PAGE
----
L-Carnitine: An Antioxidant Remedy for the Survival of Cardiomyocytes under Hyperglycemic Condition

Fernanda Vacante, Pamela Senesi, Anna Montesano, Alice Frigerio, Livio Luzi, Ileana Terruzzi

Research output: Contribution to journalArticlepeer-review


Background: Metabolic alterations as hyperglycemia and inflammation induce myocardial molecular events enhancing oxidative stress and mitochondrial dysfunction. Those alterations are responsible for a progressive loss of cardiomyocytes, cardiac stem cells, and consequent cardiovascular complications. Currently, there are no effective pharmacological measures to protect the heart from these metabolic modifications, and the development of new therapeutic approaches, focused on improvement of the oxidative stress condition, is pivotal. The protective effects of levocarnitine (LC) in patients with ischemic heart disease are related to the attenuation of oxidative stress, but LC mechanisms have yet to be fully understood. Objective: The aim of this work was to investigate LC's role in oxidative stress condition, on ROS production and mitochondrial detoxifying function in H9c2 rat cardiomyocytes during hyperglycemia. Methods: H9c2 cells in the hyperglycemic state (25 mmol/L glucose) were exposed to 0.5 or 5 mM LC for 48 and 72 h: LC effects on signaling pathways involved in oxidative stress condition were studied by Western blot and immunofluorescence analysis. To evaluate ROS production, H9c2 cells were exposed to H2O2 after LC pretreatment. Results: Our in vitro study indicates how LC supplementation might protect cardiomyocytes from oxidative stress-related damage, preventing ROS formation and activating antioxidant signaling pathways in hyperglycemic conditions. In particular, LC promotes STAT3 activation and significantly increases the expression of antioxidant protein SOD2. Hyperglycemic cardiac cells are characterized by impairment in mitochondrial dysfunction and the CaMKII signal: LC promotes CaMKII expression and activation and enhancement of AMPK protein synthesis. Our results suggest that LC might ameliorate metabolic aspects of hyperglycemic cardiac cells. Finally, LC doses herein used did not modify H9c2 growth rate and viability. Conclusions: Our novel study demonstrates that LC improves the microenvironment damaged by oxidative stress (induced by hyperglycemia), thus proposing this nutraceutical compound as an adjuvant in diabetic cardiac regenerative medicine.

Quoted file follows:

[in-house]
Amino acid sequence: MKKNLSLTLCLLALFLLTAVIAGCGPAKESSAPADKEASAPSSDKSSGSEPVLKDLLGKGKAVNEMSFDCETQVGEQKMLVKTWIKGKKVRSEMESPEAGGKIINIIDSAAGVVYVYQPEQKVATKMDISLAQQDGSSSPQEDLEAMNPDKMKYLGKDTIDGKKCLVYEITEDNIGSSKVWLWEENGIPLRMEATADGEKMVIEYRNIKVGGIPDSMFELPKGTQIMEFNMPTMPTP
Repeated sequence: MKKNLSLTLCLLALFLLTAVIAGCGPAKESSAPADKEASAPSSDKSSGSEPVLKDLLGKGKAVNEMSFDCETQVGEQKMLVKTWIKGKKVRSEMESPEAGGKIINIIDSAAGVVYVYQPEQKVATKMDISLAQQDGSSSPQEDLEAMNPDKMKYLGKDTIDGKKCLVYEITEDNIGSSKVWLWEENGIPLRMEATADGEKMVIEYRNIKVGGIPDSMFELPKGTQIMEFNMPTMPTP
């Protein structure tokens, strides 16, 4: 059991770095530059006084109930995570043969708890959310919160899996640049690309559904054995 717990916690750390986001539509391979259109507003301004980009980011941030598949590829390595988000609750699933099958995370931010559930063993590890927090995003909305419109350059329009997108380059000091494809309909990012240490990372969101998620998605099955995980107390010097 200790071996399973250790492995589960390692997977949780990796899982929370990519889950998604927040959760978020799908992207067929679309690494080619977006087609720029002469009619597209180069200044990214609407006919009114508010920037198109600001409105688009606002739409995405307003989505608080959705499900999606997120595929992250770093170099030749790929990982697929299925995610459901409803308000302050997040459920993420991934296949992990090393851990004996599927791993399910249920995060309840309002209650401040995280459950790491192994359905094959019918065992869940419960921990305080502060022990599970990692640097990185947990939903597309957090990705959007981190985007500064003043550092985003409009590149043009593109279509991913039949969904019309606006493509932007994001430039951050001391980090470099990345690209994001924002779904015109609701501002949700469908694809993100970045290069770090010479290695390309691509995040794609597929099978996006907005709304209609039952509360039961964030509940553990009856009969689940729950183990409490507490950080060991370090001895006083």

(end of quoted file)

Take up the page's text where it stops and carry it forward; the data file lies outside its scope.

Original languageEnglish
Number of pages1
JournalJournal of Diabetes Research
Publication statusPublished - Jan 1 2018

ASJC Scopus subject areas

  • Endocrinology, Diabetes and Metabolism
  • Endocrinology


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